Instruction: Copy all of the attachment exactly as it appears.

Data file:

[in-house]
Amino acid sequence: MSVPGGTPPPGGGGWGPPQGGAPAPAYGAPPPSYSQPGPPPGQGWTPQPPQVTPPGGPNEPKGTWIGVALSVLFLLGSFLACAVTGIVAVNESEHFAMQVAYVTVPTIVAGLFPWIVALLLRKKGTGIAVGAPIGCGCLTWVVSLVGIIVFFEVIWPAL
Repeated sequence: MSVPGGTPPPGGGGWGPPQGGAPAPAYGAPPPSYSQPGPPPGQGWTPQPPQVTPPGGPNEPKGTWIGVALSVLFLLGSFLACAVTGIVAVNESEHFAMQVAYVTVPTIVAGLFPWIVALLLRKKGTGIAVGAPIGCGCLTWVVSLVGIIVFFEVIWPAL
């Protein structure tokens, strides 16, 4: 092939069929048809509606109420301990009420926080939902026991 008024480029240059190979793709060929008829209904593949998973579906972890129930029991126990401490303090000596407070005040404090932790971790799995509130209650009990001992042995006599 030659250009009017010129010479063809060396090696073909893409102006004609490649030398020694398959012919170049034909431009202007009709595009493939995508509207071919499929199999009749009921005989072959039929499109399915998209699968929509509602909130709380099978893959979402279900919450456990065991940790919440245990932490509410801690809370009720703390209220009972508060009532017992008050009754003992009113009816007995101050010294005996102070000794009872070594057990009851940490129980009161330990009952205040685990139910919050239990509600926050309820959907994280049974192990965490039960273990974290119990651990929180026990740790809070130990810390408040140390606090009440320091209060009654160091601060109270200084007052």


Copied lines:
[in-house]
Amino acid sequence: MSVPGGTPPPGGGGWGPPQGGAPAPAYGAPPPSYSQPGPPPGQGWTPQPPQVTPPGGPNEPKGTWIGVALSVLFLLGSFLACAVTGIVAVNESEHFAMQVAYVTVPTIVAGLFPWIVALLLRKKGTGIAVGAPIGCGCLTWVVSLVGIIVFFEVIWPAL
Repeated sequence: MSVPGGTPPPGGGGWGPPQGGAPAPAYGAPPPSYSQPGPPPGQGWTPQPPQVTPPGGPNEPKGTWIGVALSVLFLLGSFLACAVTGIVAVNESEHFAMQVAYVTVPTIVAGLFPWIVALLLRKKGTGIAVGAPIGCGCLTWVVSLVGIIVFFEVIWPAL
């Protein structure tokens, strides 16, 4: 092939069929048809509606109420301990009420926080939902026991 008024480029240059190979793709060929008829209904593949998973579906972890129930029991126990401490303090000596407070005040404090932790971790799995509130209650009990001992042995006599 030659250009009017010129010479063809060396090696073909893409102006004609490649030398020694398959012919170049034909431009202007009709595009493939995508509207071919499929199999009749009921005989072959039929499109399915998209699968929509509602909130709380099978893959979402279900919450456990065991940790919440245990932490509410801690809370009720703390209220009972508060009532017992008050009754003992009113009816007995101050010294005996102070000794009872070594057990009851940490129980009161330990009952205040685990139910919050239990509600926050309820959907994280049974192990965490039960273990974290119990651990929180026990740790809070130990810390408040140390606090009440320091209060009654160091601060109270200084007052």